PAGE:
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McIntyree v. Rayburn

United States District Court, S.D. Illinois

December 13, 2019




         This matter is before the Court on a Report and Recommendation of United States Magistrate Judge Reona J. Daly (Doc. 39), which recommends that the Motion for Summary Judgment for Failure to Exhaust Administrative Remedies filed by Defendants Paul Hunter, Susan Kirk, Christi Rayburn, and Frank Lawrence be granted.

         The Report and Recommendation was entered on October 20, 2019. After being granted an extension of time, Plaintiff Winston McIntyre (“McIntyre”) filed an objection to the Report and Recommendation on December 2, 2019 (Doc. 44).


         McIntyre, an inmate of the Illinois Department of Corrections (“IDOC”), was incarcerated at Menard Correctional Center (“Menard”) at the time he initiated this lawsuit. McIntyre alleges that Defendant Hunter ordered him to mop up flood waters despite having an amputated foot and insufficient footwear and, as a result, he slipped and was knocked unconscious on April 20, 2017. McIntyre alleges that he was provided inadequate medical treatment by Nurses Kirk and Rayburn following his fall. He proceeds on the following claims:

Count 1: Hunter was deliberately indifferent to the risk of falling when he ordered McIntyre, an amputee, to mop up after a flood, in violation of the Eighth Amendment.
Count 2: Kirk and Rayburn failed to adequately treat McIntyre's injuries resulting from his fall in violation of the Eighth Amendment.

         Defendant Lawrence, the warden of Menard, is named in his official capacity only for the purpose of carrying out any injunctive relief.

         On May 2, 2019, Defendants filed a Motion for Summary Judgment based on failure to exhaust administrative remedies (Docs. 25 and 26). Specifically, they assert that McIntyre did not file any grievances complaining of his April 20, 2017 fall, or his subsequent medical treatment for injuries sustained in the fall. On June 3, 2019, McIntyre filed a response, arguing that he did not receive his grievance back from his counselor (Doc. 28). He also attached two undated emergency grievances to his response, as well as a grievance dated August 31, 2017.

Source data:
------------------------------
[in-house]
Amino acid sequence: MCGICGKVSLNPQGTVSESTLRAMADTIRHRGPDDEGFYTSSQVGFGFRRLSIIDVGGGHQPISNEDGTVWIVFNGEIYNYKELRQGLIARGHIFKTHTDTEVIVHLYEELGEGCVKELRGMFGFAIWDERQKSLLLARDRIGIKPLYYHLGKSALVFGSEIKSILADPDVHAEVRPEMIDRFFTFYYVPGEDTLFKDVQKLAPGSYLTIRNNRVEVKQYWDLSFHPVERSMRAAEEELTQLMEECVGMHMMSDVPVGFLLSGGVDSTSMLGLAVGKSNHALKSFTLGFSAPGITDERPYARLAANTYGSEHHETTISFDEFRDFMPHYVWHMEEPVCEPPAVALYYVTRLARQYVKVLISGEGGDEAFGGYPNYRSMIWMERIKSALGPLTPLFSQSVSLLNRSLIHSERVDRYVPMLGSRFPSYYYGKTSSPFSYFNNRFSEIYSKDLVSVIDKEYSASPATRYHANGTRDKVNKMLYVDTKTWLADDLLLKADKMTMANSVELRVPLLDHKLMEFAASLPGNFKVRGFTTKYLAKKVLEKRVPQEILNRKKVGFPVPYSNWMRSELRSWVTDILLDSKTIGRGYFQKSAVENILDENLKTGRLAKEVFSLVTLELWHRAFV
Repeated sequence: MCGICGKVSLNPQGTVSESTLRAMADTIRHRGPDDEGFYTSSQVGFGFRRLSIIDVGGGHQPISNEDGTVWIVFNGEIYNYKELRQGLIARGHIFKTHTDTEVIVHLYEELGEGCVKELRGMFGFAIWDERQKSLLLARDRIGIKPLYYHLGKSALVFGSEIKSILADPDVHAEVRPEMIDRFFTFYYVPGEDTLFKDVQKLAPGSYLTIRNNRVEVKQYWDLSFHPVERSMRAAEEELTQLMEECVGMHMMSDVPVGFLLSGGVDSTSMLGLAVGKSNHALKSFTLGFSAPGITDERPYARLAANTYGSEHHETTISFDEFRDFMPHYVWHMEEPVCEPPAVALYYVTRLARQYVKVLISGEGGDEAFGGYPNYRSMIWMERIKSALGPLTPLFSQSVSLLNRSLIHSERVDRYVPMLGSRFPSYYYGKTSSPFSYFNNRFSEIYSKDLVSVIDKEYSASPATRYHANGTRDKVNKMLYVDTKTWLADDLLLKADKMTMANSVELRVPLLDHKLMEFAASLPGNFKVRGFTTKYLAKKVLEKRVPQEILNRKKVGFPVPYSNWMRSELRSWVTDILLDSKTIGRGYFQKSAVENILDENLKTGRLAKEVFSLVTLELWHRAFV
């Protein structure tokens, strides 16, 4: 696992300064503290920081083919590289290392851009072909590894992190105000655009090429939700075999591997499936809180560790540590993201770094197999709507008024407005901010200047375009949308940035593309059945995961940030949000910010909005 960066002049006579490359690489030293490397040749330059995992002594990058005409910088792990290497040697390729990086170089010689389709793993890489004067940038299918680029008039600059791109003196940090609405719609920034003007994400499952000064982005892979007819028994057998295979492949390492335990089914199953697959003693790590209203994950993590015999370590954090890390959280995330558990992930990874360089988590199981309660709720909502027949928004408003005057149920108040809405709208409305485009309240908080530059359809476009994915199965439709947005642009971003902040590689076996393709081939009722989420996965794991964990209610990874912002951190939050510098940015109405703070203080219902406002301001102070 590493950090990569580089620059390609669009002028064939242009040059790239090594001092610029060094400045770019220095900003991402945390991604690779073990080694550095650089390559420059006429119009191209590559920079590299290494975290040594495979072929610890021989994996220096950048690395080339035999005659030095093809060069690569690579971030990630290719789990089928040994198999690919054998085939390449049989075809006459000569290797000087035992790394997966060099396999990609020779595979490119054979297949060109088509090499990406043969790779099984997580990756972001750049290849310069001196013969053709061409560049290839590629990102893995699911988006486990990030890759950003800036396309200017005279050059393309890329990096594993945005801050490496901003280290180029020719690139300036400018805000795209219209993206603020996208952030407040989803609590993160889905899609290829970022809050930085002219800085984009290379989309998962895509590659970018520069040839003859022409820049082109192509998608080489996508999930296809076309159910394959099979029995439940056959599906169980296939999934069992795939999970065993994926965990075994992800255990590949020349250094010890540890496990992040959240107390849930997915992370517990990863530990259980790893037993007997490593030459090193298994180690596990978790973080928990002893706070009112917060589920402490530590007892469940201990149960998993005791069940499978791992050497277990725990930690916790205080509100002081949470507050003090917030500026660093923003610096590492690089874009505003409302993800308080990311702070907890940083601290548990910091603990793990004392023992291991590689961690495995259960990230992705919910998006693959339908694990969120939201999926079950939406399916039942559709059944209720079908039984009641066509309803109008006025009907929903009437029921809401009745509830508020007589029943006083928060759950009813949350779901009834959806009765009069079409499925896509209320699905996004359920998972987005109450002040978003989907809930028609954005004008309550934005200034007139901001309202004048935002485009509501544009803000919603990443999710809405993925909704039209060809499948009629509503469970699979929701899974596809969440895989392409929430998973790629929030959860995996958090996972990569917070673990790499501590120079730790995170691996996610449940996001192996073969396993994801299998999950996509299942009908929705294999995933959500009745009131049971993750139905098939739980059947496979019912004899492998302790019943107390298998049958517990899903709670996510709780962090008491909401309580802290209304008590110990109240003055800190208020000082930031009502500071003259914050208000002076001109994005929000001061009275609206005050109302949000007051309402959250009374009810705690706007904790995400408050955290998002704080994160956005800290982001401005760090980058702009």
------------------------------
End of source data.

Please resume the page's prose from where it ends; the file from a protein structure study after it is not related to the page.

On October 16, 2019, Magistrate Judge Daly held a hearing on Defendants' Motion for Summary Judgment pursuant to Pavey v. Conley, 544 F.3d 739 (7th Cir. 2008).

         The Report and Recommendation

         Magistrate Judge Daly recommends granting Defendants' Motion for Summary Judgment. First, Judge Daly found that no grievance in the record exhausted the available administrative review process. The only grievance in the record for which there is an institutional response is the grievance dated August 31, 2017, and McIntyre's counselor responded to this grievance on September 11, 2017. Although McIntyre contends that he submitted this grievance to the grievance officer, Judge Daly did not find his testimony to be credible. She specifically noted that it is contradicted by the record in this case.

         Second, Judge Daly made the same finding with regard to the undated emergency grievances. She reasoned that the grievances received no institutional response and there is no evidence to substantiate McIntyre's assertion that he submitted them for review to the warden. The grievances were not dated and McIntyre was unable to provide any particular timeframe in which they may have been submitted. Judge Daly noted that McIntyre submitted a letter to the warden in July 2017 indicating that he sent two emergency medical grievances about two months prior, but it is not clear from this letter whether McIntyre was speaking about the undated grievances in the record or other grievances, not is it clear if McIntyre was complaining about medical issues related to this lawsuit.

         Lastly, Judge Daly considered McIntyre's testimony that he submitted a grievance dated May 30, 2017 to the warden and did not receive it back. She acknowledged Lashbrook's admission that this grievance was received as a non-emergency and should have been directed toward staff, not Lashbrook. Judge Daly noted that, although there was a question as to what occurred with this grievance, there is no evidence concerning the contents of this grievance. Thus, Judge Daly could not conclude that this grievance addressed the ...

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